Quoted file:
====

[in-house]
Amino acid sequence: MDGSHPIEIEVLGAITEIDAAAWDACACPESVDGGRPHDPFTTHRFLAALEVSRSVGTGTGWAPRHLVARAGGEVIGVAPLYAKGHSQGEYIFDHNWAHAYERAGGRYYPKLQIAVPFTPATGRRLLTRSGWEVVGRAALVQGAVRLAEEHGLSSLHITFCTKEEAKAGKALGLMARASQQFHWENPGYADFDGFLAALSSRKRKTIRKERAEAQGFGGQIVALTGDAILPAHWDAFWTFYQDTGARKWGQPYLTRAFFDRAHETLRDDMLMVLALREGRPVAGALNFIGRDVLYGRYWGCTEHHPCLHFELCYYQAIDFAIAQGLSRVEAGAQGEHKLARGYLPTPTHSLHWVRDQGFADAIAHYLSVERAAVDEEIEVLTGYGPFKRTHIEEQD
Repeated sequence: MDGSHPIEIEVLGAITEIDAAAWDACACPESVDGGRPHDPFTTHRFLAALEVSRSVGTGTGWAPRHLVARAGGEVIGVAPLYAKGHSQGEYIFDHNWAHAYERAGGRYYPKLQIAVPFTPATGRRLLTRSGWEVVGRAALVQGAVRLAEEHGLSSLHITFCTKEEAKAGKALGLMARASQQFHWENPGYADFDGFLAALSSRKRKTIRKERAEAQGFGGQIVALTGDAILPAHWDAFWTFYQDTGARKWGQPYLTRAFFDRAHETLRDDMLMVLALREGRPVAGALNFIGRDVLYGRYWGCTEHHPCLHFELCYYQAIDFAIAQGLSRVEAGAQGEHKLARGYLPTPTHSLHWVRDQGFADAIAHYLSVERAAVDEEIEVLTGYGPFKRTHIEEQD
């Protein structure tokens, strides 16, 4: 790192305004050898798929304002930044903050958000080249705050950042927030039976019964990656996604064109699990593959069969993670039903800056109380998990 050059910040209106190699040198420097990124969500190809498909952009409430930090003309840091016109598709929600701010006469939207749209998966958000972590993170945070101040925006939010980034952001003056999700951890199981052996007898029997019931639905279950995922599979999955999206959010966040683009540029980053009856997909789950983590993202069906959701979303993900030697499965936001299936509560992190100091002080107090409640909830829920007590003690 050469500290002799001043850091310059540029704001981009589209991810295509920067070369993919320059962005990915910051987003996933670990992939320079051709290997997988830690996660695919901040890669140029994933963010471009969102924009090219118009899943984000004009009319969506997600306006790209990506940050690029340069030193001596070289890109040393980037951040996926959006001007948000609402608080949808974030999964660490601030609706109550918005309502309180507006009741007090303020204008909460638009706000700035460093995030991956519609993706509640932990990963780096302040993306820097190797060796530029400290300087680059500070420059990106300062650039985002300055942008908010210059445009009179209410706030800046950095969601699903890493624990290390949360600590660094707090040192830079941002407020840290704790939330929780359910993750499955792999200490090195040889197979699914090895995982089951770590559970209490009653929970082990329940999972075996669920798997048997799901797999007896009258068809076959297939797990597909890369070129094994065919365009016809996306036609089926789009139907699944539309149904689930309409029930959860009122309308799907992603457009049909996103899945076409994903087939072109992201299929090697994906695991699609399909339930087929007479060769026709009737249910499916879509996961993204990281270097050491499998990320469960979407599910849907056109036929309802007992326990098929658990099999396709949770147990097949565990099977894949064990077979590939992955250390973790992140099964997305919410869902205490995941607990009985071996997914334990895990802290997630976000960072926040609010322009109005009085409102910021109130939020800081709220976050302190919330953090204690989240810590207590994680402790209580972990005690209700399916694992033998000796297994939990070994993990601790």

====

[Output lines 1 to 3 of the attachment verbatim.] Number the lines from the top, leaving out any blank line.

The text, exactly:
[in-house]
Amino acid sequence: MDGSHPIEIEVLGAITEIDAAAWDACACPESVDGGRPHDPFTTHRFLAALEVSRSVGTGTGWAPRHLVARAGGEVIGVAPLYAKGHSQGEYIFDHNWAHAYERAGGRYYPKLQIAVPFTPATGRRLLTRSGWEVVGRAALVQGAVRLAEEHGLSSLHITFCTKEEAKAGKALGLMARASQQFHWENPGYADFDGFLAALSSRKRKTIRKERAEAQGFGGQIVALTGDAILPAHWDAFWTFYQDTGARKWGQPYLTRAFFDRAHETLRDDMLMVLALREGRPVAGALNFIGRDVLYGRYWGCTEHHPCLHFELCYYQAIDFAIAQGLSRVEAGAQGEHKLARGYLPTPTHSLHWVRDQGFADAIAHYLSVERAAVDEEIEVLTGYGPFKRTHIEEQD
Repeated sequence: MDGSHPIEIEVLGAITEIDAAAWDACACPESVDGGRPHDPFTTHRFLAALEVSRSVGTGTGWAPRHLVARAGGEVIGVAPLYAKGHSQGEYIFDHNWAHAYERAGGRYYPKLQIAVPFTPATGRRLLTRSGWEVVGRAALVQGAVRLAEEHGLSSLHITFCTKEEAKAGKALGLMARASQQFHWENPGYADFDGFLAALSSRKRKTIRKERAEAQGFGGQIVALTGDAILPAHWDAFWTFYQDTGARKWGQPYLTRAFFDRAHETLRDDMLMVLALREGRPVAGALNFIGRDVLYGRYWGCTEHHPCLHFELCYYQAIDFAIAQGLSRVEAGAQGEHKLARGYLPTPTHSLHWVRDQGFADAIAHYLSVERAAVDEEIEVLTGYGPFKRTHIEEQD